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No-fault automobile insurance silences car crash victims and reduces benefits

9 Feb 2021

Sometimes a car accident is no one's fault. But no-fault insurance systems are problematic. THE CANADIAN PRESS/Jonathan Hayward

Several provinces in Canada have replaced traditional, fault-based automobile insurance with a “no fault” system, while others — in particular Alberta and British Columbia — are poised to do so soon.

What hasn’t been clearly explained to drivers, however, is that a no-fault system places tight restrictions on their right to be heard in court and at the same time reduces the benefits that will be paid to most of them in the event of a car accident.

The right to have your grievances resolved by an impartial party arose in medieval England when the courts, which had primarily heard criminal cases, agreed to adjudicate disputes between ordinary citizens as well.

A painting of a trial in medieval England, author unknown. (The British Library Board), CC BY

These disputes most often concerned complaints of trespassing, but cases involving personal injuries, like horses knocking down pedestrians or dogs biting neighbours, were also heard.

Over the centuries, court decisions concerning these disputes evolved into a body of precedent, or common law. By the beginning of the 20th century, two principles dominated the law as it applied to personal injury.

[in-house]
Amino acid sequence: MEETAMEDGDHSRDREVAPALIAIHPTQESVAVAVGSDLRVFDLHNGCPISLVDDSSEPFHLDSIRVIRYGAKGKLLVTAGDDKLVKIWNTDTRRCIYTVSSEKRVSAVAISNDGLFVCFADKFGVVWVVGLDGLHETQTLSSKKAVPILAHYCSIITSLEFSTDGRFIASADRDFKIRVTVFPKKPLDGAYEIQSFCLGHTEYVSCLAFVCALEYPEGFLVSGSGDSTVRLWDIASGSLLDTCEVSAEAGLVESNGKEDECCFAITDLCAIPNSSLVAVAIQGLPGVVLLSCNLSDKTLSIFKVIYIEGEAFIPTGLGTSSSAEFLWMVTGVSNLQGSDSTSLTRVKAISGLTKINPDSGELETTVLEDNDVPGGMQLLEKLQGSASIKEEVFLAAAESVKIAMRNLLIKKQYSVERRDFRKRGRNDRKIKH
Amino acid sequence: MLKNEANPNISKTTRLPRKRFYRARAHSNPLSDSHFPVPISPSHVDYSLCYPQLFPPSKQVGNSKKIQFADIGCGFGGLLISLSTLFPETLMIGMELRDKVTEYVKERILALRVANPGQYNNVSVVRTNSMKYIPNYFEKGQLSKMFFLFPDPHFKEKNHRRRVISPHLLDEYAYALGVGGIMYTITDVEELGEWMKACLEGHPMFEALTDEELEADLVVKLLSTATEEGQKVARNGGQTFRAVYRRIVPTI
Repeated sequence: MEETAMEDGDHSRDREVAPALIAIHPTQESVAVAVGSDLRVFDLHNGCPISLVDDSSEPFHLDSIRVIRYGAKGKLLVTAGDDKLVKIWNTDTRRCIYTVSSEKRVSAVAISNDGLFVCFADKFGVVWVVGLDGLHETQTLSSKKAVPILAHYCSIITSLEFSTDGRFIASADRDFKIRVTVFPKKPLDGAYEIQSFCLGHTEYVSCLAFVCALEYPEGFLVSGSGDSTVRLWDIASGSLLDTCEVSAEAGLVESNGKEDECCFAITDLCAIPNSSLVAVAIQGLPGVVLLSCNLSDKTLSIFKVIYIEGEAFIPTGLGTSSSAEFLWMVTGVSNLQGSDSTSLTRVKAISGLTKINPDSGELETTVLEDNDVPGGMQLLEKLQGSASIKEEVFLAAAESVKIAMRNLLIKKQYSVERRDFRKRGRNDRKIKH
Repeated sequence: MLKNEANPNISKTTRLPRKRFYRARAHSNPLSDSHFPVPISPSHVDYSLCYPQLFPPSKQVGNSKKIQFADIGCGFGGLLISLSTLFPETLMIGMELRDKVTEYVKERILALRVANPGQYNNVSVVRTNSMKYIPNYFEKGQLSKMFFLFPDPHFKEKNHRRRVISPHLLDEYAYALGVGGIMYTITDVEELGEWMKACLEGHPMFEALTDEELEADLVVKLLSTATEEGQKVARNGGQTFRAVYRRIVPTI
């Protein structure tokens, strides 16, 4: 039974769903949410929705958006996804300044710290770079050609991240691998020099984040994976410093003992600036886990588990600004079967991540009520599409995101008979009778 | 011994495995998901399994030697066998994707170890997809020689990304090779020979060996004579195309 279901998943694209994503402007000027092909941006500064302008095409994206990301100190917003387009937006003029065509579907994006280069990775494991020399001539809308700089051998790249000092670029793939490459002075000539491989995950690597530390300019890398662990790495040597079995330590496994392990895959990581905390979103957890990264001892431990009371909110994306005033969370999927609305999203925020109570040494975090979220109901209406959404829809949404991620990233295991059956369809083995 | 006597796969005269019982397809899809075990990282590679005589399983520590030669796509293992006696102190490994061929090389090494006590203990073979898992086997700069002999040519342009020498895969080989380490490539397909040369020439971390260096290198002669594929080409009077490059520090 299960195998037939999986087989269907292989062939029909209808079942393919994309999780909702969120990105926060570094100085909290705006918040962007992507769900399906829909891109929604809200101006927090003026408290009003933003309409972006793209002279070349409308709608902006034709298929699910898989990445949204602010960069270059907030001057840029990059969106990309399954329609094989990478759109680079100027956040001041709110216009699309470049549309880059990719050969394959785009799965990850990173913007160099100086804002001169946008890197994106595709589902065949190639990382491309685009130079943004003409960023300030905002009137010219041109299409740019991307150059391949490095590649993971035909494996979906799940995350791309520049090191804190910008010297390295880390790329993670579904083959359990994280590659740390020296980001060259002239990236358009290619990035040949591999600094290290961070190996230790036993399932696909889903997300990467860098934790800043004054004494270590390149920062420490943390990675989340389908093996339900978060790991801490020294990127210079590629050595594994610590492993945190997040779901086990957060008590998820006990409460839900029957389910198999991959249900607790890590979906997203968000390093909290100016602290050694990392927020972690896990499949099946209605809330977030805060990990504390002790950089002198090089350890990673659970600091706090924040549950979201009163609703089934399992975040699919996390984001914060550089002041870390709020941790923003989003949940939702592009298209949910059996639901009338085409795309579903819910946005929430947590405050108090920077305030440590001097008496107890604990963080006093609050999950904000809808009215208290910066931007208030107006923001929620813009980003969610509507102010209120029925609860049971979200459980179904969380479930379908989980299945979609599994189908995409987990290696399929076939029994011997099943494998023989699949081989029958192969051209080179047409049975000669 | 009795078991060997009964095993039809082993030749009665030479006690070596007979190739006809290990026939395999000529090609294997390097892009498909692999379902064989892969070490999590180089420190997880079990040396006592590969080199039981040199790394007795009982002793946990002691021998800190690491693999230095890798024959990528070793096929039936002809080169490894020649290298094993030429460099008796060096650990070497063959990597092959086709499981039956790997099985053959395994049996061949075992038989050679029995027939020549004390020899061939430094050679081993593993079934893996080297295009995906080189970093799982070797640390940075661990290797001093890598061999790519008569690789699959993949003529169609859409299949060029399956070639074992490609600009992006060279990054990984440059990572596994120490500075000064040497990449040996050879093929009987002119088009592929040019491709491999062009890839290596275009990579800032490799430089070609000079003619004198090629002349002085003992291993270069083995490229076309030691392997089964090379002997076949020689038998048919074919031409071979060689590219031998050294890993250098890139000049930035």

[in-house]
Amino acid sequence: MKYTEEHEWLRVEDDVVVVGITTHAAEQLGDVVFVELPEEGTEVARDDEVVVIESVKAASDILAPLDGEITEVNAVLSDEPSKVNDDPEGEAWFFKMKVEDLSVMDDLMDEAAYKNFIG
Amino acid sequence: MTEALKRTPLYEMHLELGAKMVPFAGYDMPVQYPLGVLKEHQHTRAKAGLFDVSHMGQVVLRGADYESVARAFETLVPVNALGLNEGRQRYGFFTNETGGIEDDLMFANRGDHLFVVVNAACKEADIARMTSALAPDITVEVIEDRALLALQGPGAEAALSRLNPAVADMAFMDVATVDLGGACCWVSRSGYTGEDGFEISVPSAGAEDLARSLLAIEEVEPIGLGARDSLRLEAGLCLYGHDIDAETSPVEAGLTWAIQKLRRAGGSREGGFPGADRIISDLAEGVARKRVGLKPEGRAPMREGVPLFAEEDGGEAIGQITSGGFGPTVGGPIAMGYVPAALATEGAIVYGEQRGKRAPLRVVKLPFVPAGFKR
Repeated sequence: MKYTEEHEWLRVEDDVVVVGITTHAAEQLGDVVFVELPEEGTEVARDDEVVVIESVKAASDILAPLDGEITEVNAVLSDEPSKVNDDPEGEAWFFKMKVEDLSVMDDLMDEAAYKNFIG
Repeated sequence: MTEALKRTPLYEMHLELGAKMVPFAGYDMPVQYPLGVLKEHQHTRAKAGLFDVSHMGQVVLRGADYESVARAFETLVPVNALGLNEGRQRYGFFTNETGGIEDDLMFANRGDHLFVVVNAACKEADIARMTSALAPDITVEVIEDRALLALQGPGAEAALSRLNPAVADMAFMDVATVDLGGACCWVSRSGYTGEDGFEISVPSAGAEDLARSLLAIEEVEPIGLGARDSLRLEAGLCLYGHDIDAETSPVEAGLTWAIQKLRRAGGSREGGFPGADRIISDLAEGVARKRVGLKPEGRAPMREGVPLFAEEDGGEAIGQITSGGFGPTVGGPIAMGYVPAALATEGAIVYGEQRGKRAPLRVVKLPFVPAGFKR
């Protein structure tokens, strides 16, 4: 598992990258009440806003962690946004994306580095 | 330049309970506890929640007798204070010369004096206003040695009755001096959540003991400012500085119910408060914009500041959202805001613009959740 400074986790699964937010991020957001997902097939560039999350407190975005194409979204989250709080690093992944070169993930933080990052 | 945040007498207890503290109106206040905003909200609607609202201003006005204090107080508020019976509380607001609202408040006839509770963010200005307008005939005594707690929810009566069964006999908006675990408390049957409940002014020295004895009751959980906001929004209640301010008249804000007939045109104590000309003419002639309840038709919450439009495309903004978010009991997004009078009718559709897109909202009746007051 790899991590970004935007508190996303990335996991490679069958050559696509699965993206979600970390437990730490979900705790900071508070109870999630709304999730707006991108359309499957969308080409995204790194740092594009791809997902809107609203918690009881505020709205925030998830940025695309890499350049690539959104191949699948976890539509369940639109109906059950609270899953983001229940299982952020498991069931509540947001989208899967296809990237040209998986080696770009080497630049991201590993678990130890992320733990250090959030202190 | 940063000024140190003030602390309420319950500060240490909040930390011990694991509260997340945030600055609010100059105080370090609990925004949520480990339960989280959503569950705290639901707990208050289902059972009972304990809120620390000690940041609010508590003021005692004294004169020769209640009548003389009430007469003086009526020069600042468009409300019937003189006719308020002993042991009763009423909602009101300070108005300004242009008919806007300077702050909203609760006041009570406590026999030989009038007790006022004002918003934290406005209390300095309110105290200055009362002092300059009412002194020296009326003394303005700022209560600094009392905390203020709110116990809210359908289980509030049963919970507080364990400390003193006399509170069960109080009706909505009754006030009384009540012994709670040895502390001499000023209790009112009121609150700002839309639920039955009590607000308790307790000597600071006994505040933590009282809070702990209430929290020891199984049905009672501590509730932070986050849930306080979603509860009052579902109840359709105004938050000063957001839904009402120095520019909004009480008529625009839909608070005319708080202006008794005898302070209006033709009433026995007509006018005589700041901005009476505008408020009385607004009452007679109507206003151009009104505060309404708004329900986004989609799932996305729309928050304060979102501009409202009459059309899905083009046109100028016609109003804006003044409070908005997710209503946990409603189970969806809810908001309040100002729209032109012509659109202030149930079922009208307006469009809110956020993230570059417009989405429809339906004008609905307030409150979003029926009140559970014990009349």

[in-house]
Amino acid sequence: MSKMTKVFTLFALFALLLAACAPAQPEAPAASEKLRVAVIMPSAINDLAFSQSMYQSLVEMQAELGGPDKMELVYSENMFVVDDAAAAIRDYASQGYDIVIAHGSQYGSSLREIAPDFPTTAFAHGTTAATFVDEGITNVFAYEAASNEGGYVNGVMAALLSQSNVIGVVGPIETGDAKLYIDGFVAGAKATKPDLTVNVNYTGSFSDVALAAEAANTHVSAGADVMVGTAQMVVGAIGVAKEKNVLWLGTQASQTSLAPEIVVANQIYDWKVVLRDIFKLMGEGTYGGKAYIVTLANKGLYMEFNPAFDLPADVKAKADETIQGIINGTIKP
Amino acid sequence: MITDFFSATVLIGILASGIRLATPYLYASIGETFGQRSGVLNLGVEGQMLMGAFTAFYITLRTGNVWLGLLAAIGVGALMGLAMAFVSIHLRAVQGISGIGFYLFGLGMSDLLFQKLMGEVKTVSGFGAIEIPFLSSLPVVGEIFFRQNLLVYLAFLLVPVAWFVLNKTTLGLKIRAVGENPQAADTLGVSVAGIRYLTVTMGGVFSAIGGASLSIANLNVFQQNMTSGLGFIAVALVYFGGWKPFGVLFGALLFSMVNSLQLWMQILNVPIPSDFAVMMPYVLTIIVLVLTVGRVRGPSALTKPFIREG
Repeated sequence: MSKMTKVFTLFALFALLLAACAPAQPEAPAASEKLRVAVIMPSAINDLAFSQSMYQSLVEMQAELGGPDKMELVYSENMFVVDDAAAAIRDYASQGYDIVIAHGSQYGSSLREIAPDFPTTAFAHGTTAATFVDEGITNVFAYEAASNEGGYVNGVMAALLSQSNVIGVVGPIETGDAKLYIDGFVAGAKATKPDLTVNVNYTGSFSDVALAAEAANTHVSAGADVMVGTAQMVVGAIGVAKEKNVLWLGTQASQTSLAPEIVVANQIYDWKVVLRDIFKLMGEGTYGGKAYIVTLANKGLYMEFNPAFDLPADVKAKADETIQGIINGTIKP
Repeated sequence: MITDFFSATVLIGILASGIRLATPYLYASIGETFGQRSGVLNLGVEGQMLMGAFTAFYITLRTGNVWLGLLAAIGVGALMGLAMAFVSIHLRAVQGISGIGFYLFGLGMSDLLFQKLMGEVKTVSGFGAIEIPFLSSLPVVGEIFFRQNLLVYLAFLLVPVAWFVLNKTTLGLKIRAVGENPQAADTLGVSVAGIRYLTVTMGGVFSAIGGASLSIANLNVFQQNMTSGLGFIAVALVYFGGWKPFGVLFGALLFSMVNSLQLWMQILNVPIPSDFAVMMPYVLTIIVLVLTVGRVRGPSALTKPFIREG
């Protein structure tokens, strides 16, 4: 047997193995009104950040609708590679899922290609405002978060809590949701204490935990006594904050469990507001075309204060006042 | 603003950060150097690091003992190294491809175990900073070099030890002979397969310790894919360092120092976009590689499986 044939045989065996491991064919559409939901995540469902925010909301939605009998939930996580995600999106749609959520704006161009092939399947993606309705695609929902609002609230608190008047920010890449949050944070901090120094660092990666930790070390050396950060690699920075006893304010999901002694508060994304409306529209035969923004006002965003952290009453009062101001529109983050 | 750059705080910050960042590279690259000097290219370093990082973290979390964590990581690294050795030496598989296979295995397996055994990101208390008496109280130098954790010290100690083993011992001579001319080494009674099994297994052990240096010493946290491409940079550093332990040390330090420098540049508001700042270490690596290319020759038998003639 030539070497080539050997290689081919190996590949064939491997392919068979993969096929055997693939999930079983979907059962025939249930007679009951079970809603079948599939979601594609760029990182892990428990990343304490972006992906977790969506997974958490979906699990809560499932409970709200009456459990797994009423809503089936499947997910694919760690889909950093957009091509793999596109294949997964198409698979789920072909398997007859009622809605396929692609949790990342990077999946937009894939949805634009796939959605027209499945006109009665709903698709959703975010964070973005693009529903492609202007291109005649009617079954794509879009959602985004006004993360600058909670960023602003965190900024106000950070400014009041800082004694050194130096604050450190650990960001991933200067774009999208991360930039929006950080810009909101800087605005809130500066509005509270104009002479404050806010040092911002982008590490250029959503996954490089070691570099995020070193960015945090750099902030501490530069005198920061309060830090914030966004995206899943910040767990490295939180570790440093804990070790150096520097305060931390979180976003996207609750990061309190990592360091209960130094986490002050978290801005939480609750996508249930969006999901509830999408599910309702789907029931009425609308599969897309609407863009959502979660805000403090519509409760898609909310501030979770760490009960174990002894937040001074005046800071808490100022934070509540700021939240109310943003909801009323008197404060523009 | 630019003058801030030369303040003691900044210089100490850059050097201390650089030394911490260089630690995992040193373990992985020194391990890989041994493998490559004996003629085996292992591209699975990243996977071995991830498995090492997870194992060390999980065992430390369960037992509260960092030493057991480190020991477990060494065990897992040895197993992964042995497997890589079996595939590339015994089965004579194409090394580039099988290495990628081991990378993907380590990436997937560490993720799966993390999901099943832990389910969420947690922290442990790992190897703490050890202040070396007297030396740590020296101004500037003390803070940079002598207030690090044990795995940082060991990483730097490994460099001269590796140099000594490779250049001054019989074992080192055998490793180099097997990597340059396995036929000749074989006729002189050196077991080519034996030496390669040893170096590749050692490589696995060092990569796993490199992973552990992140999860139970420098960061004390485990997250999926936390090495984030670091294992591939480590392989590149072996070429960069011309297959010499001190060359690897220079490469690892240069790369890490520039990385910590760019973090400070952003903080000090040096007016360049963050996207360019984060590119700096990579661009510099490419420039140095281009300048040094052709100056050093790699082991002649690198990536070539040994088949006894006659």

First, with few exceptions, a defendant could only be found responsible for a complainant’s damages if he had been negligent — that is, if he was at fault. In that case, the defendant was required to compensate the injured party for his losses.

Second, compensation amounted to returning the victim to the position he would have been in had the injury not occurred. If the pedestrian who had been knocked down by a horse missed a week of work, for example, the injurer might have to pay damages equal to a week’s lost wages.

The dawning of insurance

When the automobile was invented, it seemed natural to apply these principles to injuries from car accidents also — drivers who were at fault had to provide compensation to the innocent victims of their bad driving.

But it soon became clear that many negligent drivers would be unable to pay the required damages because of the serious harm that can arise in automobile accidents. Consequently, legislatures everywhere required drivers to carry auto insurance.

Critics noted, however, that this system didn’t help drivers who were at fault or those who were involved in accidents in which no one was at fault, so there was no one to sue.

Because of the serious harm that can arise in car accidents, legislatures required drivers to hold auto insurance. (Pixabay)

Recent statistics cited in Alberta’s Report on Fundamental Reform of Alberta Automobile Insurance indicate, for example, that approximately 33 per cent of those injured in Alberta car accidents receive no compensation.

This has led to a call for no-fault insurance in Alberta, and also in B.C., where the situation is similar. That means every party will receive benefits from his or her own insurance company, regardless of whether they were at fault. B.C.‘s no-fault system kicks in on May 1.